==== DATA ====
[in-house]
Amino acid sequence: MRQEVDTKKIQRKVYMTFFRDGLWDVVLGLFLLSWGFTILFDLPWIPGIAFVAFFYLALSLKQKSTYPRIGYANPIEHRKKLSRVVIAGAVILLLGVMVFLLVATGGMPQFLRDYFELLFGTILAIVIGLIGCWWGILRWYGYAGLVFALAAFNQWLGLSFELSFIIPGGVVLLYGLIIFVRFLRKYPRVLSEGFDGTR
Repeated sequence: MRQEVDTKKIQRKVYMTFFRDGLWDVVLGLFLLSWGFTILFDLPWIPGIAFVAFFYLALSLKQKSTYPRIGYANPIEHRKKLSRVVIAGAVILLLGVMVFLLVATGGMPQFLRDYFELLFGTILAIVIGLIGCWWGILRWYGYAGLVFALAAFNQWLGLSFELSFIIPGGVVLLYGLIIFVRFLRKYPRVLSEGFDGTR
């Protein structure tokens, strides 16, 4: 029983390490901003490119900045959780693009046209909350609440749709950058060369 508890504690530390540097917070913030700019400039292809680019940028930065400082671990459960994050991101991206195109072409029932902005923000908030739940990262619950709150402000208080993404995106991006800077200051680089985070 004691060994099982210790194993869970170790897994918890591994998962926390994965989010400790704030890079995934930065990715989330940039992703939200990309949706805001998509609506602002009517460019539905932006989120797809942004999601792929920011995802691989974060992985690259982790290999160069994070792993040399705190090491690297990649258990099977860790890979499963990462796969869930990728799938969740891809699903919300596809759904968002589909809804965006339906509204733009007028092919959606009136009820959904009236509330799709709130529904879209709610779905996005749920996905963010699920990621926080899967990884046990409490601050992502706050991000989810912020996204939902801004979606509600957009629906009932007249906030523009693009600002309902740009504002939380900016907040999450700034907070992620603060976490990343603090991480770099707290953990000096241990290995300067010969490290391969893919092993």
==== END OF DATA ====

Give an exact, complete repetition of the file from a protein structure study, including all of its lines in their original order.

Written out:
[in-house]
Amino acid sequence: MRQEVDTKKIQRKVYMTFFRDGLWDVVLGLFLLSWGFTILFDLPWIPGIAFVAFFYLALSLKQKSTYPRIGYANPIEHRKKLSRVVIAGAVILLLGVMVFLLVATGGMPQFLRDYFELLFGTILAIVIGLIGCWWGILRWYGYAGLVFALAAFNQWLGLSFELSFIIPGGVVLLYGLIIFVRFLRKYPRVLSEGFDGTR
Repeated sequence: MRQEVDTKKIQRKVYMTFFRDGLWDVVLGLFLLSWGFTILFDLPWIPGIAFVAFFYLALSLKQKSTYPRIGYANPIEHRKKLSRVVIAGAVILLLGVMVFLLVATGGMPQFLRDYFELLFGTILAIVIGLIGCWWGILRWYGYAGLVFALAAFNQWLGLSFELSFIIPGGVVLLYGLIIFVRFLRKYPRVLSEGFDGTR
């Protein structure tokens, strides 16, 4: 029983390490901003490119900045959780693009046209909350609440749709950058060369 508890504690530390540097917070913030700019400039292809680019940028930065400082671990459960994050991101991206195109072409029932902005923000908030739940990262619950709150402000208080993404995106991006800077200051680089985070 004691060994099982210790194993869970170790897994918890591994998962926390994965989010400790704030890079995934930065990715989330940039992703939200990309949706805001998509609506602002009517460019539905932006989120797809942004999601792929920011995802691989974060992985690259982790290999160069994070792993040399705190090491690297990649258990099977860790890979499963990462796969869930990728799938969740891809699903919300596809759904968002589909809804965006339906509204733009007028092919959606009136009820959904009236509330799709709130529904879209709610779905996005749920996905963010699920990621926080899967990884046990409490601050992502706050991000989810912020996204939902801004979606509600957009629906009932007249906030523009693009600002309902740009504002939380900016907040999450700034907070992620603060976490990343603090991480770099707290953990000096241990290995300067010969490290391969893919092993």